Writing for The Wire, Sumandro Chattapadhyay and Adya Garg discuss the recent Indian draft bill that proposes fines and jail terms for publishing a map that shows the “incorrect” Indian borders. They provide some background, setting out the government’s past history of trying to regulate maps of India, and point out some flaws in the proposal:
The regulatory measures proposed by the bill do not only cause worry but also bewilderment. Take for example Section 3 that states that ‘no person shall acquire geospatial imagery or data including value addition of any part of India’ without being expressly given permission for the same or being vetted by the nodal agency set up by the Bill. If implemented strictly, this may mean that you will have to ask for permission and/or security vetting before dropping a pin on the map and sharing your coordinates with your friend or a taxi service. Both involve creating/acquiring geospatial information, and potentially adding value to the map/taxi service as well.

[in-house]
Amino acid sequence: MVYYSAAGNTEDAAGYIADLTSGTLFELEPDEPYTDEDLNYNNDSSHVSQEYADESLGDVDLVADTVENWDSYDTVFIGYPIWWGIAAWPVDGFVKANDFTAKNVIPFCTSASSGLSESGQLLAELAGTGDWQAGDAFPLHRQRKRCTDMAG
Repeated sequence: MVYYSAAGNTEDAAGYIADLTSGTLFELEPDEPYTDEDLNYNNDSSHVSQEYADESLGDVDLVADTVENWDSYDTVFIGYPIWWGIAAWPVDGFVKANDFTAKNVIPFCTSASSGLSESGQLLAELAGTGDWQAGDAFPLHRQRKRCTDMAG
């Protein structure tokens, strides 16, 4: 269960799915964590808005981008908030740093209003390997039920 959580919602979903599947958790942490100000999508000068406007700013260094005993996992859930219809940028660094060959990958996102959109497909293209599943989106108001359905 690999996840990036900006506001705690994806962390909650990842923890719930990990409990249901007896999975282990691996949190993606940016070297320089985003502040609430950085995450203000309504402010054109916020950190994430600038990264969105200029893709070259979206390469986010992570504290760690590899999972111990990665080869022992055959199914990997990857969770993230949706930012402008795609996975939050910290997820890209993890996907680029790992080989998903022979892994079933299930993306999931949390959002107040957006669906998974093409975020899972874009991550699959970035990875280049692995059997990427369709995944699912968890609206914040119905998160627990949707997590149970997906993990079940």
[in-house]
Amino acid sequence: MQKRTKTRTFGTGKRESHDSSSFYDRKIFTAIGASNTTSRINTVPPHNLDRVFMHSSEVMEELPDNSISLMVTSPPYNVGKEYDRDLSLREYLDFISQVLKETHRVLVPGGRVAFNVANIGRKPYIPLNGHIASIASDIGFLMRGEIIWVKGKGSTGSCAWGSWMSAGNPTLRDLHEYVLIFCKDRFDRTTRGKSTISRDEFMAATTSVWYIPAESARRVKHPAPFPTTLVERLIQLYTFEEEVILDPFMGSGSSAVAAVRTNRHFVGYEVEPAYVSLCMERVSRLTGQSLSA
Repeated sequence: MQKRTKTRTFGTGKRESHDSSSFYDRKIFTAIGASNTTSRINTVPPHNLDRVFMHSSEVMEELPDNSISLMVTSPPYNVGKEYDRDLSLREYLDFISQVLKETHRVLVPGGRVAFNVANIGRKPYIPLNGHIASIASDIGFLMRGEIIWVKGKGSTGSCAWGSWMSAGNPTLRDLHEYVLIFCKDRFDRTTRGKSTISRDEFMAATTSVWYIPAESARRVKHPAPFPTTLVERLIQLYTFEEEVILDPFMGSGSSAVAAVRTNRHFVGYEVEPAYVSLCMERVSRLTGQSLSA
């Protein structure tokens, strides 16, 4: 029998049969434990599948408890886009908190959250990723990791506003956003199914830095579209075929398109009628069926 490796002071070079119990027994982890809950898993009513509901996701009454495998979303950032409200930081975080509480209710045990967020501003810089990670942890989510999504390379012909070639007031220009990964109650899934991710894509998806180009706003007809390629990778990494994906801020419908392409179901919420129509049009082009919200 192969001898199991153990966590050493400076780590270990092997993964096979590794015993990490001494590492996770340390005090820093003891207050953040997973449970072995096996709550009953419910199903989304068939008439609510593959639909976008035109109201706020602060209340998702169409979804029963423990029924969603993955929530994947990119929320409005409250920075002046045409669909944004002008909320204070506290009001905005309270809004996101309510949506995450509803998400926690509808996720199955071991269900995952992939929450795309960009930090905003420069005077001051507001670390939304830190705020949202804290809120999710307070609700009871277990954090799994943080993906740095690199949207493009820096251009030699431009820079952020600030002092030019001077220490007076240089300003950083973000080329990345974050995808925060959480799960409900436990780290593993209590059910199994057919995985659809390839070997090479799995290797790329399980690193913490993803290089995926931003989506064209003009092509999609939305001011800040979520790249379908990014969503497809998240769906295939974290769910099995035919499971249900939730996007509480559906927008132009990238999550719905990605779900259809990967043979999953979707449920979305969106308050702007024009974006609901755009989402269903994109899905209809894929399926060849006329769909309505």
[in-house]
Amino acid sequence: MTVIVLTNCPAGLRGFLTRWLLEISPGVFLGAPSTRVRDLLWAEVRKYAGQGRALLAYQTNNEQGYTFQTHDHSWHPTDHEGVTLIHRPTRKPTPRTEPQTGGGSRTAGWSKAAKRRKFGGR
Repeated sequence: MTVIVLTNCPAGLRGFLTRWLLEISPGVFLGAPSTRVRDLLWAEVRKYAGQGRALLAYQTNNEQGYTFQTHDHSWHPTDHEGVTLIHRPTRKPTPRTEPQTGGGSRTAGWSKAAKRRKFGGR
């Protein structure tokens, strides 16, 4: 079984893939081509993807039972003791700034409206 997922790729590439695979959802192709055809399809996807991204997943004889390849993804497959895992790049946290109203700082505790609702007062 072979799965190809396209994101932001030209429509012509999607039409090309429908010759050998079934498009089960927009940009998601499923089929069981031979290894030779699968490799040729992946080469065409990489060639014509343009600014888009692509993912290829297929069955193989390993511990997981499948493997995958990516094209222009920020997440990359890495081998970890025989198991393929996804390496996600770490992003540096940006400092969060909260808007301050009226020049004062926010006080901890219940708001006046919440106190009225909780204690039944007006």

Let’s take an even more bizarre hypothetical situation—the Security Vetting Agency being asked to go through the entire geospatial data chest of Google everyday (or as soon as it is updated) and it taking up to ‘ three months from the date of receipt’ of the data to complete this checking so that Google Maps can tell you how crowded a particular street was three months ago.